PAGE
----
Churchill inspecting the Parliamentary Home Guard. © Churchill Archives, The Broadwater Collection, BRDW 0I 00I 168
After failing to defeat the RAF in the Battle of Britain, the Luftwaffe turned to night bombing raids against London and other British cities. The ‘Blitz’, as it became known, aimed to disrupt production and break morale. London was the main target and suffered the heaviest bombing but, by the end of the war, there was hardly a large city or town in Britain that had not come under attack.
As the winter wore on, the air raids became heavier. But the repeated heavy raids would not crush the morale of the British people. The ‘Blitz’ spirit kept them going. And Churchill played his part in keeping up morale. He made sure he was frequently in the public eye, constantly travelling around the country, visiting ammunition factories, shipyards, the troops.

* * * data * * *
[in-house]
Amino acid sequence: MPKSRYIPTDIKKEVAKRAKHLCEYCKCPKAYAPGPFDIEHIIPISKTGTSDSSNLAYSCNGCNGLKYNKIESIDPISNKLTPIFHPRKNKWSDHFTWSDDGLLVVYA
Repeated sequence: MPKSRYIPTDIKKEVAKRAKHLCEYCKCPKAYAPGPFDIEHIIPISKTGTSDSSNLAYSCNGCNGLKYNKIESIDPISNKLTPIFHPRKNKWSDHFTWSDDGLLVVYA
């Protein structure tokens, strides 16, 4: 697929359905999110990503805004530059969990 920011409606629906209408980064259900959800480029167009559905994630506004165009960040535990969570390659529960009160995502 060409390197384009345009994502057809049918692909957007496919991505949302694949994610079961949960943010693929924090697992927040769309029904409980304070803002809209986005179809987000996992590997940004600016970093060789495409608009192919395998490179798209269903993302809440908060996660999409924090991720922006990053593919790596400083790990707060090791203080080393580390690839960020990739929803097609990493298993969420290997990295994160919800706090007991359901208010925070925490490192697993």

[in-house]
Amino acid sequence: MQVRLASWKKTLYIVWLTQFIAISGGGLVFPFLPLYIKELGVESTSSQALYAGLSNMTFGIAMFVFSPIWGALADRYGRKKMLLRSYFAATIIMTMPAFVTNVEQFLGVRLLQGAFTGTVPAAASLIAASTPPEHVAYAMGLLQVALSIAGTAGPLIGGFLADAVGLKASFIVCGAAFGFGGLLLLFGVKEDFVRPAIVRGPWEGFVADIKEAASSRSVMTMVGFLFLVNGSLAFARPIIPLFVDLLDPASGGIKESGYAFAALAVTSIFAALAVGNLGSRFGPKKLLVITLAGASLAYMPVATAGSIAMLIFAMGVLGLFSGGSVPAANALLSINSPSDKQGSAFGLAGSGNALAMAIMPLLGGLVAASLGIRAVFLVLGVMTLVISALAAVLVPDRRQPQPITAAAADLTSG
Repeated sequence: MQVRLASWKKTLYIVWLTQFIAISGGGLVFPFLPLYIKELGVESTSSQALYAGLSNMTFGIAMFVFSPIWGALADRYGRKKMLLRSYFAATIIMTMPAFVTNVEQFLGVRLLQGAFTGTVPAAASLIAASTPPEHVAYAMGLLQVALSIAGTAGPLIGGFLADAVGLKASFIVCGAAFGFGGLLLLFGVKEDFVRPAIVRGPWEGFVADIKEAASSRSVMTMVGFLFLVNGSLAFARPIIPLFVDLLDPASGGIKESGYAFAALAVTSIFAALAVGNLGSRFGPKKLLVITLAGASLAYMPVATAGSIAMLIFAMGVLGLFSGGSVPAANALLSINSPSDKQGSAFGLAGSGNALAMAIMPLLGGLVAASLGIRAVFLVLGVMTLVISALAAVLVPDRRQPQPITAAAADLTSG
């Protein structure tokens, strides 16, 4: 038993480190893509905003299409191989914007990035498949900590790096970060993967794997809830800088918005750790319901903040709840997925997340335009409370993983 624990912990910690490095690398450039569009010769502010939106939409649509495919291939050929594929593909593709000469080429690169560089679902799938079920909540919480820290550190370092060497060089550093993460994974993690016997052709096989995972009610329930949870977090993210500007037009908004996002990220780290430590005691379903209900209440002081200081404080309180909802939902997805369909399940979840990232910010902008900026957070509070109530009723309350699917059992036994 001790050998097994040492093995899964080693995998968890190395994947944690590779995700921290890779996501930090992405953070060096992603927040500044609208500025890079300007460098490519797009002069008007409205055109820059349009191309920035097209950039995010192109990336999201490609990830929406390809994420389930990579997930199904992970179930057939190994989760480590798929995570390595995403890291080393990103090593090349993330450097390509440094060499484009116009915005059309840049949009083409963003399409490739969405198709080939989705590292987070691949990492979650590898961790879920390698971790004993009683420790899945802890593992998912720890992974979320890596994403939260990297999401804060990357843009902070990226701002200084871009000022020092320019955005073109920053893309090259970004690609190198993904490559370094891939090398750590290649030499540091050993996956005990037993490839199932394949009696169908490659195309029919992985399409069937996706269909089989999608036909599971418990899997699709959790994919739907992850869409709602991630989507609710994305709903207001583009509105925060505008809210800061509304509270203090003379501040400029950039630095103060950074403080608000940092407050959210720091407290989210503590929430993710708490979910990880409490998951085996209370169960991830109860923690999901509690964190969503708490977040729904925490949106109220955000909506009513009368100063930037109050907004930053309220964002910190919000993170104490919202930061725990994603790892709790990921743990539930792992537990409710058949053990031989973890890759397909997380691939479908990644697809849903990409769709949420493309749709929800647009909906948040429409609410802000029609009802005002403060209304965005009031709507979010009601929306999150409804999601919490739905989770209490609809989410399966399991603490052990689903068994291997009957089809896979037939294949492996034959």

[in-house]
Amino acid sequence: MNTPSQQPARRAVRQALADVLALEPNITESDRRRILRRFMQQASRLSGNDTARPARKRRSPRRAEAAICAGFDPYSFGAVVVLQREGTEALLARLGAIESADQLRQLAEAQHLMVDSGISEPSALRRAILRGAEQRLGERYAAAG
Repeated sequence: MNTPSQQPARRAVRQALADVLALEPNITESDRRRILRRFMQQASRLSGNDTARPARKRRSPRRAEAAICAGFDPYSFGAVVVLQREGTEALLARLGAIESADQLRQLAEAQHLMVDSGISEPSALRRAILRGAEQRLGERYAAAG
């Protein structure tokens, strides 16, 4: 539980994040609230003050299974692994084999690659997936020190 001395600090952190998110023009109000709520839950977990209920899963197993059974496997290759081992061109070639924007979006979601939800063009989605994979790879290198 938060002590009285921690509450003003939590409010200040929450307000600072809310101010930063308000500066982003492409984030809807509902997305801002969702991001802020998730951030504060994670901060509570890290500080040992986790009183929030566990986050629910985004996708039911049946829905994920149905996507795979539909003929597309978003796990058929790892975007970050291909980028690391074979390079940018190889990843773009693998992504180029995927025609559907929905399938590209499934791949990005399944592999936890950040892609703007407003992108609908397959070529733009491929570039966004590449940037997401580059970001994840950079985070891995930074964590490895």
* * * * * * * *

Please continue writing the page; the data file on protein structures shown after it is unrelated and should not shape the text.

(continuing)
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Churchill inspects bomb damage caused by the German Luftwaffe during night air raids in Ramsgate, Kent, 28 August 1940. © Imperial War Museum H3514
On 18 June, Churchill warned the British people that the ‘battle of France’ was over and the ‘battle of Britain’ was about to begin. His words were proved right. As early summer gave way to July and August, the threat of invasion loomed over Britain.
If this long island story of ours is to end at last, let it end only when each one of us lies, choking in his own blood upon the ground.
Churchill, as quoted in Hugh Dalton’s Second World War Diary, entry for 28 May 1940
Churchill, seeing that control of the skies was vital, put businessman Lord Beaverbrook in charge of Aircraft Production (as Minister) and encouraged British scientists to improve radar defences and counter German technology. In August, the Royal Air Force managed to inflict heavy casualties on the German Luftwaffe and, in September, the German pilots transferred their attention from the coastal airfields and those in south-west England to London, allowing the fighter bases respite from attack but putting British people in the city at much greater risk. In early September a massive series of raids involving nearly four hundred German bombers and more than six hundred fighters targeted docks in London’s East End almost continuously, day and night.
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